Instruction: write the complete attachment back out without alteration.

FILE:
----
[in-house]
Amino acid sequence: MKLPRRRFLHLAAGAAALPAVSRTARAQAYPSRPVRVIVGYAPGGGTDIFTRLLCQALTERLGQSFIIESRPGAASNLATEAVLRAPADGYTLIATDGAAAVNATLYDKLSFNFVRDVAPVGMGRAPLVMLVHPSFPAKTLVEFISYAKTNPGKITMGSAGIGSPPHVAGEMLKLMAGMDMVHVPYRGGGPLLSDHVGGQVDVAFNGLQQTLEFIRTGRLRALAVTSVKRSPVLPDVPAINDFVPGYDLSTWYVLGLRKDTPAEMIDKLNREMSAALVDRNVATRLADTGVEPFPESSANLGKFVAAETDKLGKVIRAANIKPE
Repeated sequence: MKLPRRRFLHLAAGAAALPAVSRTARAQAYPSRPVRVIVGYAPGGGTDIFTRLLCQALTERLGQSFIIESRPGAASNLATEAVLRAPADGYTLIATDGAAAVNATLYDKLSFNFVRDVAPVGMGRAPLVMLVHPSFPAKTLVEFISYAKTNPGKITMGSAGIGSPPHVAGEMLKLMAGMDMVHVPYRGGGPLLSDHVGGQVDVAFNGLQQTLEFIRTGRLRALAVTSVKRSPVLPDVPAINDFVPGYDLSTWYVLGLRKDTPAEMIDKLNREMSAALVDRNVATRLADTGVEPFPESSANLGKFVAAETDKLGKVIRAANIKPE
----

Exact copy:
[in-house]
Amino acid sequence: MKLPRRRFLHLAAGAAALPAVSRTARAQAYPSRPVRVIVGYAPGGGTDIFTRLLCQALTERLGQSFIIESRPGAASNLATEAVLRAPADGYTLIATDGAAAVNATLYDKLSFNFVRDVAPVGMGRAPLVMLVHPSFPAKTLVEFISYAKTNPGKITMGSAGIGSPPHVAGEMLKLMAGMDMVHVPYRGGGPLLSDHVGGQVDVAFNGLQQTLEFIRTGRLRALAVTSVKRSPVLPDVPAINDFVPGYDLSTWYVLGLRKDTPAEMIDKLNREMSAALVDRNVATRLADTGVEPFPESSANLGKFVAAETDKLGKVIRAANIKPE
Repeated sequence: MKLPRRRFLHLAAGAAALPAVSRTARAQAYPSRPVRVIVGYAPGGGTDIFTRLLCQALTERLGQSFIIESRPGAASNLATEAVLRAPADGYTLIATDGAAAVNATLYDKLSFNFVRDVAPVGMGRAPLVMLVHPSFPAKTLVEFISYAKTNPGKITMGSAGIGSPPHVAGEMLKLMAGMDMVHVPYRGGGPLLSDHVGGQVDVAFNGLQQTLEFIRTGRLRALAVTSVKRSPVLPDVPAINDFVPGYDLSTWYVLGLRKDTPAEMIDKLNREMSAALVDRNVATRLADTGVEPFPESSANLGKFVAAETDKLGKVIRAANIKPE